The question aims to find the rate of **change** in **distance** of the **particle** from the **origin** as it moves along the given **curve** and its **movement increases.**

The background concepts needed for this question include basic **calculus,** which includes **derivatives** and calculating **distance** by using **distance formula** and some **trigonometric ratios.**

## Expert Answer

The given information about the question is given as:

\[ Curve\ y\ =\ 2 \sin(\pi \frac{x} {2}) \]

\[ A\ Point\ on\ the\ Curve\ ,\ p\ =\ (1/3, 1) \]

\[ Rate\ of\ Change\ of\ in\ x-coordinate\ \dfrac{dx}{dt} = \sqrt{10} cm/s \]

To calculate the **rate of change** in **distance,** we can use the **distance formula.** The **distance** from the **origin** to the **particle** is given as:

\[ S = \sqrt{(x – 0)^2 + (y – 0)^2} \]

\[ S = \sqrt{ x^2 + y^2 } \]

Taking the **derivative** of the **distance** $S$ with respect to **time** $t$ to calculate the **rate of change** in **distance,** we get:

\[ \dfrac{ dS }{ dt } = \dfrac{d}{ dt } \sqrt{ x^2 + y^2 } \]

To successfully calculate this **derivative,** we will use the **chain rule** as:

\[ \dfrac{ dS }{ dt } = \dfrac{d}{ d(x^2 + y^2) } (\sqrt{ x^2 + y^2 }) \times \dfrac{ d(x^2 + y^2)}{ dt } \]

Solving the **derivative,** we get:

\[ \dfrac{ dS }{ dt } = \dfrac{1}{ 2 \sqrt{ x^2 + y^2 }} . \Big[ 2x \dfrac{ dx }{ dt } + 2y \dfrac{ dy }{ dt } \Big] \hspace{0.4in} (1) \]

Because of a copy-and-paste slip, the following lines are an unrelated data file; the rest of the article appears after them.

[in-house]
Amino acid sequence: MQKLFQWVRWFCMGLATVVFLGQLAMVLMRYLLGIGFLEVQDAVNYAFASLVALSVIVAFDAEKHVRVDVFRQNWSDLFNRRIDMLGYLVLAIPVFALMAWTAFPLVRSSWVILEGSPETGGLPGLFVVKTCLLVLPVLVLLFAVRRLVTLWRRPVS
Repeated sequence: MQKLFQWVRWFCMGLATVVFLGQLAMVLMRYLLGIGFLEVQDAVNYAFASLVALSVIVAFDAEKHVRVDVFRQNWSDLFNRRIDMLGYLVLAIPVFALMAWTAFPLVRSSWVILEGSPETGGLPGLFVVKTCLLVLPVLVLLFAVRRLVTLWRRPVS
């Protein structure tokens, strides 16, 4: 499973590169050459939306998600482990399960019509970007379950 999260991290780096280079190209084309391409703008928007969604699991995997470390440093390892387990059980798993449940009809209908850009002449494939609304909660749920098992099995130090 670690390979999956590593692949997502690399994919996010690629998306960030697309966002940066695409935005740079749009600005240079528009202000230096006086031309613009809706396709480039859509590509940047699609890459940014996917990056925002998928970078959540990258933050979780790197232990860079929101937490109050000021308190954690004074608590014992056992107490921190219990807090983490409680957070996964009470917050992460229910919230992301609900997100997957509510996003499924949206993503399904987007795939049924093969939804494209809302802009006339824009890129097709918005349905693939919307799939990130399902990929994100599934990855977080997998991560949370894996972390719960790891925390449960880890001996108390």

To solve this equation, we need the value of $\dfrac{ dy }{ dt }$. We can calculate its value by **derivating** the equation of the given **curve.** The equation of the curve is given as:

\[ y = 2 \sin (\pi \dfrac{x}{2}) \]

Taking the **derivative** of the **curve** $y$ with respect to **time** $t$, we get:

\[ \dfrac{ dy }{ dt } = \dfrac{d}{ dt } 2 \sin (\pi \dfrac{x}{2}) \]

Solving the equation, we get:

\[ \dfrac{ dy }{ dt } = \pi \cos ( \pi \dfrac{x}{2}) \times \dfrac{ dx }{ dt } \]

Substituting the values, we get:

\[ \dfrac{ dy }{ dt } = \pi \cos ( \pi (\dfrac{\frac{1}{3}}{2} )) \times \sqrt{10} \]

Solving it, we get:

\[ \dfrac{ dy }{ dt } = \dfrac{ \pi }{ 2 } \sqrt{30} \]

Substituting the values in equation $(1)$, we get:

\[ \dfrac{ dS }{ dt } = \dfrac{1}{2 \sqrt{ (\dfrac{1}{3})^2 + (1)^2 }} . \Big[ 2 (\dfrac{1}{3}) \sqrt{10} + 2 (1) (\dfrac{ \pi } {2} \sqrt{30}) \Big] \]

Solving the equation, we get:

\[ \dfrac{ dS }{ dt } = 9.2 cm/s \]

## Numerical Result

The **rate of change** of **distance** from the **origin** of the **particle** moving along the **curve** is calculated to be:

\[ \dfrac{ dS }{ dt } = 9.2 cm/s \]

## Example

Find the **distance** of a **particle** moving along the **curve** $y$ from the **origin** to the **point** $(3, 4)$.

The **distance formula** is given as:

\[ S = \sqrt{ (x – x’)^2 + (y – y’)^2 } \]

Here, the given **coordinates** are:

\[ (x, y) = (3, 4) \]

\[ (x’, y’) = (0, 0) \]

Substituting the values, we get:

\[ S = \sqrt{ (3 – 0)^2 + (4 – 0)^2 } \]

\[ S = \sqrt{ 3^2 + 4^2 } \]

\[ S = \sqrt{ 25 } \]

\[ S = 5 units \]

The **distance** of the **particle** from the **origin** to the **point** given on the **curve** is $25$.